Clinical UM Guideline

 

Subject: Augmentative and Alternative Communication (AAC) Devices/Speech Generating Devices (SGD)
Guideline #:  CG-DME-07 Publish Date:    08/29/2018
Status: Revised Last Review Date:    07/26/2018

Description

This document addresses augmentative and alternative communication (AAC) devices and speech generating devices (SGD).

AAC and SGD devices are aids to improve the functional communication needs of individuals with severe speech impairment or absent speech.  Associated functional disabilities may limit an individual’s ability to use alternative natural methods of communication such as writing notes, using sign language, or even to manipulate a low technology augmentative communication system.

Clinical Indications

Medically Necessary:

Augmentative and alternative communication and speech generating devices and systems are considered medically necessary when all of the following criteria A through C are met, and when applicable, criteria D or E are met:

  1. The device has been recommended by the individual’s physician and licensed speech language pathologist who have each conducted and documented a thorough assessment which includes all of the following information:
    1. Medical diagnosis, physiological description of the underlying disorder, description of functional limitation, nature and severity of speech or communication impairment, and prognosis for improvement (or deterioration); and
    2. Medical justification for the device, and if a high technology (electronic such as digitized speech generating device) device is requested, it is demonstrated that a low technology (non-electronic such as communication board) communication device or system is inadequate to meet the individual’s functional communication needs; and 
    3. Therapeutic history including speech, occupational, or physical therapies as appropriate; and
    4. Documentation of the cognitive ability to utilize the selected device; and 
    5. Documentation of the visual, auditory, language and motor ability to utilize the selected device; and 
    6. Documentation of the specific daily functional communication needs; and 
    7. Expected functional communication goals with the device; and 
    8. Plan of care for the device: anticipated training needs, programming needs, evaluations, etc.; AND
  2. The individual has severe expressive speech impairment and alternative natural communication methods such as writing or sign language are not feasible or are inadequate for that individual’s daily functional communication needs; AND
  3. The individual has tested the device, has demonstrated the ability to use the device and there is documentation of the rationale for the specific device selected.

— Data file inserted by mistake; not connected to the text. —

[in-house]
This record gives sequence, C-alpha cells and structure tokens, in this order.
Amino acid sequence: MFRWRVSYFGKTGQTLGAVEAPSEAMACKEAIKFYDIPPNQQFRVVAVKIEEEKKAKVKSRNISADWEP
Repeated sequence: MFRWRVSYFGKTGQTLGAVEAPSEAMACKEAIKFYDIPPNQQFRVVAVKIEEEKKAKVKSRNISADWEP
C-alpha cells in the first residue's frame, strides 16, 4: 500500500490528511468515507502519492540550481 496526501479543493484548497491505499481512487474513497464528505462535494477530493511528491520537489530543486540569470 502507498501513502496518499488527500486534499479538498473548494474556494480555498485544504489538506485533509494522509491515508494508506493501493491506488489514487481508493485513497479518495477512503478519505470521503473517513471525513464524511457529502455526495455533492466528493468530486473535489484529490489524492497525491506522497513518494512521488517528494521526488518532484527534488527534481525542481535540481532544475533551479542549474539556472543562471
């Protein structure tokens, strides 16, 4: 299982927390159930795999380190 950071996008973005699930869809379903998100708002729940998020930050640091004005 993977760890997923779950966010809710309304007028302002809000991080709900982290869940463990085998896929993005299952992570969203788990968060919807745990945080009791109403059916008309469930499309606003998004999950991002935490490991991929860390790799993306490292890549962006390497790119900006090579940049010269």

4. If the individual has a degenerative disease causing the speech impairment, the communication device selected should be capable of modification to meet the individual’s anticipated needs.
  5. If the individual is preliterate but it is anticipated that he or she will be able to learn to read and spell, the communication device selected should in addition have spelling and text capabilities.

Accessories are considered medically necessary if criteria for the base device are met and the medical necessity for each accessory is clearly documented in the formal evaluation by the speech language pathologist.  For any subsequent upgrade of equipment or accessories to a previously issued device, information regarding the functional benefit to the individual of the upgrade compared to the initially provided device must be submitted to demonstrate medical necessity.

When the above criteria A through C are met, and when applicable, criteria D or E are met, specific communication software for dedicated speech generating devices is considered medically necessary.

Not Medically Necessary:

Augmentative communication devices and speech generating devices/systems are considered not medically necessary if the above criteria are not met or if they are not primarily and customarily used to serve a medical purpose.

The following are considered not medically necessary:

  1. Devices that are not dedicated speech devices, but are devices that are capable of running software for purposes other than for speech generation, for example, devices that can also run a word processing program or perform other non-medical functions.
  2. Laptop, tablet or desktop computers, personal digital assistants (PDAs) or other devices which may be programmed to perform the same function as a speech generating device.
Coding